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Pictures from Doug and Pat Ross on their trip to Scotland 2007

Various brochures stated that the FSA Scot offices were in the Royal Museum of Scotland on Chambers Street. There were few warnings that some maps of Edinburgh could lead one on wild goose chases. Also, the gent at the museum desk thought that we wanted to see one of the Society's programmes, and told me to proceed down the left side of the museum. When we returned to his desk, Doug specified that he wished to pay his fees as a FSA Scot. He placed a phone call to Jacquie, who said that she would come down to the desk. Several minutes later Jacqueline Clubby, Administrator of the society staff, arrived and enquired if we would like to visit the offices. What an honour!

One of the 3,500 Fellows had arrived in person to take advantage of the President's letter of invitation - - - "We are always happy to hear from Fellows in the office, either by calling in person or on the phone, but please do bear in mind that we have only a small staff, all of whom work part-time, so the office is not staffed all day every day." How lucky can one get! Jacqueline led us to the right side in the museum on a walk which eventually led to the back past a fire exit and up a stairs to another hall towards the Society Library on the second floor, where we puffed our way up another flight of stairs to another hall with the society's offices. (Doug asked Jacquie how many times per day she made this climb to her office, and she replied that it would be twice if she brought her lunch. He apologized for adding a couple of more trips with our visit.) At the end of this hall, we were introduced to Simon Gilmour, Director of the society staff.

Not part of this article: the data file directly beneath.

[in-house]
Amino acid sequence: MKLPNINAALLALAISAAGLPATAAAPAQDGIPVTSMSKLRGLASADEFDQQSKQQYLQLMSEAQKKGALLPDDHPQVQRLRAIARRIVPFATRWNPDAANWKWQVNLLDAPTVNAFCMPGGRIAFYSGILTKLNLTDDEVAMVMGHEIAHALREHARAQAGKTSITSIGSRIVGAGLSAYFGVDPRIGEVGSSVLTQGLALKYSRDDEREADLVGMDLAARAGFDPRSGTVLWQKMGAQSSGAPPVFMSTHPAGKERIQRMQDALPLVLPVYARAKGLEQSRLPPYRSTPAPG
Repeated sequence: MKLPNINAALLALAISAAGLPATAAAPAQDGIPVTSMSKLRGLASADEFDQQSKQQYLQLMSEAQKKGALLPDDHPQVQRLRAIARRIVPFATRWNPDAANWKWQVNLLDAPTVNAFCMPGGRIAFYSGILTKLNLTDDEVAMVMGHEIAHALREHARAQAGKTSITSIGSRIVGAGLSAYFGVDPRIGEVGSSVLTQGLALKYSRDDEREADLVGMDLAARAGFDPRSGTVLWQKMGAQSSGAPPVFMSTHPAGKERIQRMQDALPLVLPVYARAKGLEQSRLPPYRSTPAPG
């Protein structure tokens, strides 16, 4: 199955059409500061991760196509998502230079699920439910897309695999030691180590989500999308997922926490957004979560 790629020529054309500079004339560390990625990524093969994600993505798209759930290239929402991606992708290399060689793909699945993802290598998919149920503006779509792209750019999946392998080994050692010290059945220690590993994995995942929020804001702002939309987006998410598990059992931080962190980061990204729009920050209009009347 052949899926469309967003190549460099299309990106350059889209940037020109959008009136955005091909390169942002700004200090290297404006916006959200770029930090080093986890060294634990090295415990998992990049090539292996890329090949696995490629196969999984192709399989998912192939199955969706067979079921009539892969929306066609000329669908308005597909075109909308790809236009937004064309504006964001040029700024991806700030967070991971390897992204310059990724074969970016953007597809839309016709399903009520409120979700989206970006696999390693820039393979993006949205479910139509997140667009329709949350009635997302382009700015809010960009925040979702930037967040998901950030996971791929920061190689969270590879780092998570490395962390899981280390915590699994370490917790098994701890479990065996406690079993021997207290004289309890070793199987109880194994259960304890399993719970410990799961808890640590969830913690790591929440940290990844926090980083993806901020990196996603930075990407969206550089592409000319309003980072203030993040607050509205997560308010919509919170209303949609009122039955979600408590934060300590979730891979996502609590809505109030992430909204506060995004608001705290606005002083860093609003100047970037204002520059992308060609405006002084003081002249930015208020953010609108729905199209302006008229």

Following a brief conversation with both Jacquie and Simon about the Society which was founded in 1780, the Director noted that the Society had been incorporated by a Royal Charter in 1783. Upon making this statement, he went over to the wall and pulled a cord which opened velvet curtains to reveal the original Royal Charter. Doug asked if Jacquie and Simon would stand on either side for a photo opportunity.


The World's End pub had become one of our favourite spots during our 2001 trip to Edinburgh. It was essential that we return for some mouth-watering fish and chips (meaning french-fries). The first photo shows brass plates which mark the gate which once stood at the entrance to the Old Town. In the third photo, a "close" is an alleyway.

Edinburgh Castle

The Scott Monument

While Pat visited wool shops, Doug decided to climb the monument of Sir Walter Scott on Princes Street. What an excellent way to work off some calories after a lunch at a Rose Street pub! The first set of the 287 steps are fairly average in size. As I approached the second level, I heard a youngster yell, "I think I hear somebody coming up!" . . . and I knew that it would be impossible for two persons to pass each other. The final five steps to the top level are barely a forearm in width, the walls seem to press in, and I was praising the heavens that I wasn't claustrophobic and hadn't had a heavy meal. [Pictures were taken from the topmost level of the monument moving counter-clockwise.]

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